Seeing life come into focus for the first time was for me a bit like Dorothy stepping out of a black and white Kansas into all the colors of Oz. I kept putting my glasses on and off for quite a while, just to convince myself that this new vision was really real.
I suppose it's therefore a bit ironic that I ended up in radiology, shunning color to work in a world that's All-Gray, All-The-Time.
But I digress.
Glasses were a miracle to me. I could now see the blackboards at school. I could see snow-capped peaks off in the distance. Heck, I could even see the frakking house across the street!
Decades of wearing corrective lenses have since led me to take this miracle for granted. I'm not used to waiting more than a few days for an optometry appointment. If LensCrafters doesn't have the color of frames I want or takes more than an hour to make my new prescription, I get cranky.
It was, therefore good for my soul to read about physicist Joshua Silver, and his plan to bring glasses to the planet's poorest people. It was also quite humbling to learn that one of the biggest barriers to universal eye correction has been the medical profession itself.
Don't get me wrong -- doctors are not trying to keep glasses away from people who need them. The problem is that most people have to go to an eye specialist with expensive optical gear before they can get their glasses. This isn't so bad in a country where every mall has at least one optician. But it sucks somewhat more if you live in sub-sahelian Africa, where there's only one optometrist per million people.
This is where Joshua Silver comes in. His brilliant 1985 epiphany: what if you could adjust your own glasses? What if you didn't need expensive optical gear or a specialist? What if these glasses could be made cheaply?
After 2 decades of work, he now thinks he has the answer: self-adjusting glasses that are simple enough for almost anyone to use. The basic concept: the thicker the lens, the greater the correction. Using this idea, he has created glasses with tough plastic lenses containing inner sacs of clear fluid. A wearer can adjust the amount of fluid in these sacs by turning a dial on a syringe until their vision is just right.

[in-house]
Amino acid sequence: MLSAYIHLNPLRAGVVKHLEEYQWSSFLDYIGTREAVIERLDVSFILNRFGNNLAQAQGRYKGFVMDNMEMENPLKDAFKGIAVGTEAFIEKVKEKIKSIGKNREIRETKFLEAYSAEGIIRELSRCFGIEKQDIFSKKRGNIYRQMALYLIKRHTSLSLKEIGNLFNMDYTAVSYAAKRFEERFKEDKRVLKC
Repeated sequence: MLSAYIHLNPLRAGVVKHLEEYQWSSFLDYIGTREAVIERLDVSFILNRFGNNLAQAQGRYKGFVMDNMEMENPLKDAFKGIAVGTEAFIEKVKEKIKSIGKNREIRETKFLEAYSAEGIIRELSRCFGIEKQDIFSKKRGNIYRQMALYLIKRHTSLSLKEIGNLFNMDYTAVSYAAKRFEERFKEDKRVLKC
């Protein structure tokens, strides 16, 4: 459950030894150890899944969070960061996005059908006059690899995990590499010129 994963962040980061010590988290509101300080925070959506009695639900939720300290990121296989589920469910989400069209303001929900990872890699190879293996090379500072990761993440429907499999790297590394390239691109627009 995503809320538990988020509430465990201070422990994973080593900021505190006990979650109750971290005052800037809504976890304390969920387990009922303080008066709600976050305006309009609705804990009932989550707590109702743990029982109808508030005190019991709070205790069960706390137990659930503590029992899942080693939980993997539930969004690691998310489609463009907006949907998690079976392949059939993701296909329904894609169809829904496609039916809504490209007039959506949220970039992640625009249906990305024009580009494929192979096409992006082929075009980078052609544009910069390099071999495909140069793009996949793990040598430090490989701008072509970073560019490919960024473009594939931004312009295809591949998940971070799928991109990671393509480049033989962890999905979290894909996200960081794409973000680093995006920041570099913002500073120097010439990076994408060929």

The current model of these glasses is like Henry Ford's model A -- it comes in just one model and just one color: black. So far, Silver has distributed 30,000 of these goggle-like glasses to people in over 15 countries. However, he's just getting started. His Secret Master Plan: get these glasses to everyone on the planet who needs them, which could be up to half of all living humans. I must say that the mental image of 3 billion people all wearing Woody Allen glasses makes me a bit dizzy.
In a recent Guardian article on Silver's invention, we hear the story of a tailor from Ghana,
whose sight had deteriorated with age, as all human sight does, and who had been forced to retire as a tailor because he could no longer see to thread the needle of his sewing machine. "So he retires. He was about 35. He could have worked for at least another 20 years. We put these specs on him, and he smiled, and threaded his needle, and sped up with this sewing machine. He can work now. He can see."For me, stories like this help to neutralize a lot of the depressing crap on the news these days. My soul would smile even more if Adaptive Eyecare, Dr. Silver's research group, had a PayPal button on their website. I'd love to donate a small bag of cash to this excellent work.